DENVER, CO - APRIL 17: Starting pitcher Jamie Moyer #50 of the Colorado Rockies returns to the dugout with catcher Wilin Rosario #20 of the Colorado Rockies as he exits the game after the seventh inning against the San Diego Padres at Coors Field on April 17, 2012 in Denver, Colorado. Moyer became the oldest pitcher in the major leagues to earn a win as the Rockies defeated the Padres 5-3. (Photo by Doug Pensinger/Getty Images)
First of all, Don't Panic. Much of what I wrote last week remains true today. Namely, we're only a little ways into the season and some regression toward the mean is in order. Of course, I was mostly writing about the hitting, and this week the lesson might well be for the pitching -- but I'll get to that. The idea that's really proving true is the demarcation point of the Rockies needing to score at least 4 runs. When they do, they're 5-0, when they don't they are 0-6. Pretty simple, right?
Back to the small sample thing and pitching -- with all I've said still remaining true about a small sample size, the 2012 season so far has been just about the worst case scenario for the starting pitching staff. As a rotation, Colorado's 5.87 ERA is 27th, their 1.67 WHIP, 5.54 FIP and 5.15 xFIP are all dead last. They have struck out the 2nd fewest men in MLB (27) while walking the 5th most (27). Yes, that's a 1:1 K/BB ratio. In all, that has lead to performance that collectively has been below replacement level (-0.1 fWAR). It's pretty safe to say that Colorado's rotation has been the worst in MLB so far (and by a pretty wide margin).
But most damning is this stat -- Colorado's starters have combined for only 57 IP over 11 games this season, 29th in MLB (and the team that they are better than in IP, Cleveland, has only played 9 games). That's only 5.18 innings per outing, so basically the Rockies are asking the bullpen on average to pick up 3 or 4 innings per game. Heck, Colorado already felt the need to send one of its relievers down in Tyler Chatwood (who will be transitioning back into a starting role) to get a fresh arm up in Edgmer Escalona.
Last year the bullpen picked up 508.2 IP -- this year at this pace they'll be pitching over 589 innings, which would have been the most in MLB last year by 25 (and that's if there are no extra innings games)! While Colorado's bullpen has been stellar this year (3-1, 2.70 ERA, 2.90 FIP, 1.23 WHIP, 0.6 fWAR), they only have so many quality innings in them. Much more support is needed from the starters if they can be expected to maintain this pace.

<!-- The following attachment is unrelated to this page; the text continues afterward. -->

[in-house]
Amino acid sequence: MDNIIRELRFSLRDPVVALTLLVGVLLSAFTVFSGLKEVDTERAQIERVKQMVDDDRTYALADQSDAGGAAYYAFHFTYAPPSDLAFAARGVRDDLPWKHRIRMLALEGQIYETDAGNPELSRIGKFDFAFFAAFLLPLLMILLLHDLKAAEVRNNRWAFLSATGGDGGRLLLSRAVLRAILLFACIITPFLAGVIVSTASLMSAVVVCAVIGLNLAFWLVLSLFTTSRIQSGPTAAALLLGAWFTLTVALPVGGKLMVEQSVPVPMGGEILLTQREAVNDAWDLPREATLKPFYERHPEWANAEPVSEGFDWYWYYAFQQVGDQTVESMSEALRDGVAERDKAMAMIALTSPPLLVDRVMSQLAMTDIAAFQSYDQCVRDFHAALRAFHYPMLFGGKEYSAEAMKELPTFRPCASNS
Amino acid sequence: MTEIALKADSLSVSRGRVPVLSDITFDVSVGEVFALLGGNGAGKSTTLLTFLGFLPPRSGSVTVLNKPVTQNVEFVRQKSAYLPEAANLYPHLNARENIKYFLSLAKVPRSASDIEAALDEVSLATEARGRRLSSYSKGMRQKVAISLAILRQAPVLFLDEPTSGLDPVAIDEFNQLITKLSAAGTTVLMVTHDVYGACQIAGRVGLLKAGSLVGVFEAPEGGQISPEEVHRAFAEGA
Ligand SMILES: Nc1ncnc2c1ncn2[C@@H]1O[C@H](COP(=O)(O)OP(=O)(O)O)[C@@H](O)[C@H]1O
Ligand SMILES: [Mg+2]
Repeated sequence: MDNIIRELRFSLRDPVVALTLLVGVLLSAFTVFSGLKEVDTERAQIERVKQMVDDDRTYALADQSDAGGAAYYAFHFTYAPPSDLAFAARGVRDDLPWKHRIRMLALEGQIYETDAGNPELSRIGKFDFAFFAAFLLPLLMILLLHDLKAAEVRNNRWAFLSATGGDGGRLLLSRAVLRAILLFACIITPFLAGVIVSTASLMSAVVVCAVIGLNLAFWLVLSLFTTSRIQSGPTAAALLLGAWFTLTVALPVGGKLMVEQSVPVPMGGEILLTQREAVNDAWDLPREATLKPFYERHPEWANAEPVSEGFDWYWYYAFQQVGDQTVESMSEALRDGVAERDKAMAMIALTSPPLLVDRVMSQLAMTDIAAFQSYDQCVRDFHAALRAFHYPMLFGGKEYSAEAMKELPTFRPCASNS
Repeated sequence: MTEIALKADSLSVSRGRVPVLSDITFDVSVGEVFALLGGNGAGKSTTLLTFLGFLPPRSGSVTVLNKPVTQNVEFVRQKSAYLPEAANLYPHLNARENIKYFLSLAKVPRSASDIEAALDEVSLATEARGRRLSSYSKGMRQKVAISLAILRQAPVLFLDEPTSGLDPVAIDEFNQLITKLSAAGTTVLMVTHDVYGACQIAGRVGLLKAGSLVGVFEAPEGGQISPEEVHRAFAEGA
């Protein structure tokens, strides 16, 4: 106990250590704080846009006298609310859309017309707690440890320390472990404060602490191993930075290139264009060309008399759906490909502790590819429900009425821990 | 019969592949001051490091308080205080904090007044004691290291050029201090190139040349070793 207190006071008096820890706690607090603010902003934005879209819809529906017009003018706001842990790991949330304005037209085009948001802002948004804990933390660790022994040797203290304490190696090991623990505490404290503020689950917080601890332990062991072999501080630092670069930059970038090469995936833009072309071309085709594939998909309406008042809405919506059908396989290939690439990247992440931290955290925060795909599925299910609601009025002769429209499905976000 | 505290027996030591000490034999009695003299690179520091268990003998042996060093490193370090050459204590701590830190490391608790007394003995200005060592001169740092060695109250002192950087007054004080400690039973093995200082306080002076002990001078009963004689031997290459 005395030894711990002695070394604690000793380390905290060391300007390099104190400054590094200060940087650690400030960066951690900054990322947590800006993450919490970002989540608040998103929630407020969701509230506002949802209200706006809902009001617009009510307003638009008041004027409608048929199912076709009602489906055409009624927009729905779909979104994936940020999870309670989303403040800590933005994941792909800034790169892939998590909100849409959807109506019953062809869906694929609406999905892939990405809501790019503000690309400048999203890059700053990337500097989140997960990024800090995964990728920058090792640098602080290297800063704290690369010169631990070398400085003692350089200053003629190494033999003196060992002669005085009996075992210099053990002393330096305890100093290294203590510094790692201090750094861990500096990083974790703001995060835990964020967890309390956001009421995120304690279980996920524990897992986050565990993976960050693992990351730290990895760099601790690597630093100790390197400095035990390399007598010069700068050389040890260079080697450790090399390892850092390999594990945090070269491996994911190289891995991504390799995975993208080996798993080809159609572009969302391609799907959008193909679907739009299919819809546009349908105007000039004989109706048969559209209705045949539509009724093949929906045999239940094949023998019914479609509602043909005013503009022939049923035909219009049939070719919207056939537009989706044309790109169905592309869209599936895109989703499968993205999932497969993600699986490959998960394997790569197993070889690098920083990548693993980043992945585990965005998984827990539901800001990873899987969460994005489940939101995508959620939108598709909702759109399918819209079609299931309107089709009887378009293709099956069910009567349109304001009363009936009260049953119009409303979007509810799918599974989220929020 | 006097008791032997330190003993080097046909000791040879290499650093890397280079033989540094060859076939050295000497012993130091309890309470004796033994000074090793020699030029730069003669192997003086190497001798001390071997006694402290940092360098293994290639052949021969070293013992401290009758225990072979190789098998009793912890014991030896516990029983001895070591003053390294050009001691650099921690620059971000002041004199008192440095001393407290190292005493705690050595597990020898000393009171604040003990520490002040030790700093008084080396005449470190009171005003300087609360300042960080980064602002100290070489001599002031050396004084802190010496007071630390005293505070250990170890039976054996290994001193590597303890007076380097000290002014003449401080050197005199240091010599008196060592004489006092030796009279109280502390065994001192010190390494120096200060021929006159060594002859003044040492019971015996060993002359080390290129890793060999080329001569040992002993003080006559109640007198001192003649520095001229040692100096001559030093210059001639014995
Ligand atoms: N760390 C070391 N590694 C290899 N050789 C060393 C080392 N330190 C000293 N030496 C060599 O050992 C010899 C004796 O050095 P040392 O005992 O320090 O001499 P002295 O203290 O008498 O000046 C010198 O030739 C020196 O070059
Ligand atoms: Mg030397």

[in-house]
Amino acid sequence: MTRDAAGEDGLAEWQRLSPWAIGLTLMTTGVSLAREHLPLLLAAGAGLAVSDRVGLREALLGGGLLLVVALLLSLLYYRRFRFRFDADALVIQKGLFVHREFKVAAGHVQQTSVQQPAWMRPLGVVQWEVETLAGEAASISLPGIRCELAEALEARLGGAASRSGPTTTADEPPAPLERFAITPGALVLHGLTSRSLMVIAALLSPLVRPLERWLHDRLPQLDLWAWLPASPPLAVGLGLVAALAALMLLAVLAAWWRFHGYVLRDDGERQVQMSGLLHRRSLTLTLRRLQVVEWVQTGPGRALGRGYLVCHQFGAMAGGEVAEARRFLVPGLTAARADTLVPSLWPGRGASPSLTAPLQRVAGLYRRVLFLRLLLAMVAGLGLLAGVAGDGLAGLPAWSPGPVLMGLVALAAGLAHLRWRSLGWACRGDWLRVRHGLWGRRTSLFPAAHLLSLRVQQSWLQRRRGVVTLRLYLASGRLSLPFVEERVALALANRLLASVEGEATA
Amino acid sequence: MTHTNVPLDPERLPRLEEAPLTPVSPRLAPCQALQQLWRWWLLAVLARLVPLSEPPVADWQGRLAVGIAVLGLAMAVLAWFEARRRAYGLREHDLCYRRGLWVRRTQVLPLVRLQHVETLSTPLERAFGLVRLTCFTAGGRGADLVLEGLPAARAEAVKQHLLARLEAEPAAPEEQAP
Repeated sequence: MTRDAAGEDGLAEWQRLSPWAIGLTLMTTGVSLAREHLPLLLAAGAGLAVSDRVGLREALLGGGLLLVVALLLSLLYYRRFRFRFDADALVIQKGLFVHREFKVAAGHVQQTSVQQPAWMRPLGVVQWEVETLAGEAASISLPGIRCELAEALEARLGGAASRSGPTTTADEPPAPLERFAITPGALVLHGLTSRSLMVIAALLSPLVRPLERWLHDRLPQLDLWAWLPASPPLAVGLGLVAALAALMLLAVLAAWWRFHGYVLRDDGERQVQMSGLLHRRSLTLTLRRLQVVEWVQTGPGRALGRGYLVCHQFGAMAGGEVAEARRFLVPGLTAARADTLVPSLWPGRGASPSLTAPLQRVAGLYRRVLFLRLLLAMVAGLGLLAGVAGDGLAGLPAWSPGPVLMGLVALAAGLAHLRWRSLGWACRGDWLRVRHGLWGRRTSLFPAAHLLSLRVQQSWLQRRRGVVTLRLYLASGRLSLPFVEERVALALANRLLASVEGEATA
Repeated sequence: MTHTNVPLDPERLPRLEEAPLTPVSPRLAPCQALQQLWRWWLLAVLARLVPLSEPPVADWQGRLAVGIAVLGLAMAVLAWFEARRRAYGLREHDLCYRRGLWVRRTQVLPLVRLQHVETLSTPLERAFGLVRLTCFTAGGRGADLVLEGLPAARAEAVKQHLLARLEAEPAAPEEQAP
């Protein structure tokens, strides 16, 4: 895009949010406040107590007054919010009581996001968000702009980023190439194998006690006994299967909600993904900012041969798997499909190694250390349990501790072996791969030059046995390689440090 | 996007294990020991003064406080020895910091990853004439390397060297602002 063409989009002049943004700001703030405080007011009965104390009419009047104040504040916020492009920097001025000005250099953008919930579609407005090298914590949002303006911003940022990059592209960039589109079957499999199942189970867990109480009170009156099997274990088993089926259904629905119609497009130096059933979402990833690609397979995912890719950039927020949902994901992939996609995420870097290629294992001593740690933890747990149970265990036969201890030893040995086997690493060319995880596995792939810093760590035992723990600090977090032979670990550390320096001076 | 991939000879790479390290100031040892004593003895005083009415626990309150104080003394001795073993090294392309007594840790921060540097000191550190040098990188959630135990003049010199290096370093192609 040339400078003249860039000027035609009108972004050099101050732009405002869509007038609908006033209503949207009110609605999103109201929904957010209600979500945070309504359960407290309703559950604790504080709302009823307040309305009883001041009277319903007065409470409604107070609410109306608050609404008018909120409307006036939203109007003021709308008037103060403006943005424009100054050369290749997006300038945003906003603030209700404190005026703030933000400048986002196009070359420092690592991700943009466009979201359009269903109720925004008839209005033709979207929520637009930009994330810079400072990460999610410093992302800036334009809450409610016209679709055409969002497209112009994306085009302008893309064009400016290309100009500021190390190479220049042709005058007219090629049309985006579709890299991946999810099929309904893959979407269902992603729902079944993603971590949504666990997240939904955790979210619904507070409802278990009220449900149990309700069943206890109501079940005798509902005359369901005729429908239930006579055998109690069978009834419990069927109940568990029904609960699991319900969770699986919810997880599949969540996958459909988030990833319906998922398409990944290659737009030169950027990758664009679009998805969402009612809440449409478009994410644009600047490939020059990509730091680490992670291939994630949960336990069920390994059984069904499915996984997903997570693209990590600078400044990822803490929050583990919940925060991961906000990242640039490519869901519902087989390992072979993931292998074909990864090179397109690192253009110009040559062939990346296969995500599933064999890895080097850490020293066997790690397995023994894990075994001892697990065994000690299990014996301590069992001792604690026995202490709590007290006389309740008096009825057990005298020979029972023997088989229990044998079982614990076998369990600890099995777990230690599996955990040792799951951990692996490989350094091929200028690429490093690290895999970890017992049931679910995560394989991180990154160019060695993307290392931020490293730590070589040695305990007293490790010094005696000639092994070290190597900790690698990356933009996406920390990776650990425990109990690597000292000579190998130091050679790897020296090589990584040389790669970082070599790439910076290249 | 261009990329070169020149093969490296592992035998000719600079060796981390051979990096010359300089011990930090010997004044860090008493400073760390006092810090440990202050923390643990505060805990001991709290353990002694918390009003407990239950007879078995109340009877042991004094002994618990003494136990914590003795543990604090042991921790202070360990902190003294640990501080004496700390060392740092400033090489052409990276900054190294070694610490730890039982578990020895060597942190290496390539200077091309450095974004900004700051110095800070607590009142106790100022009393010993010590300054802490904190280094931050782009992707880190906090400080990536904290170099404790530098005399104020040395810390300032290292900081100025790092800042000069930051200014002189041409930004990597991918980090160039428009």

There are a couple of different ways to look at all these figures. The glass half full side would say that despite this putrid starting pitching, the team is still at 5-6, the bullpen is doing a great job, etc. And that crowd has a great point. The offense has been pretty great against RHP (.283/.356/.482, 135 sOPS+) and their totals against LHP (.220/.276/.340, 77 OPS+) have certainly shown signs of unluckiness to this point (.237 BABIP). If they are consistently able to put big numbers on the scoreboard, starting pitching will matter less and less.
However, if the bullpen breaks down under the workload they're being given and the starting pitching remains at this level, Colorado's offense would need to be Herculean (6 or 7 runs a game) to maintain contender status. Though I do like this lineup (six days of the week), that seems like a pretty tall task. Jorge De La Rosa can't come back fast enough and Colorado needs some more length out of Jhoulys Chacin in particular.
I'm not naive -- I think that the realistic best case scenario for this group is league average performance. But if the burden on the offense can be lessened down towards 4 or 5 runs scored per game, this is still a contending team.Jamie Moyer -- Old Winner
There's a few articles on the internet celebrating Jamie Moyer becoming the oldest pitcher ever to win a MLB game. Besides the Denver Post, there are some nice odes to Moyer, the best of which might be the one at ESPN, though the AP story and Thomas Harding's story are pretty good too. Moyer was also named MLB Network's Quick Pitch MVP of the night.
On Jim Tracy and the Failure of the Modern Bullpen
Two separate articles here that both deserve a few minutes. In the first, the Hardball Times' Chris Jaffe writes about the peculiar managerial career of Jim Tracy. Specifically, how he has engendered such strong negative feelings despite being a pretty ordinary manager.
Secondly, Tom Verducci of SI condemns the modern bullpen structure. It's a frustrating topic for me, and Verducci breaks it down very well.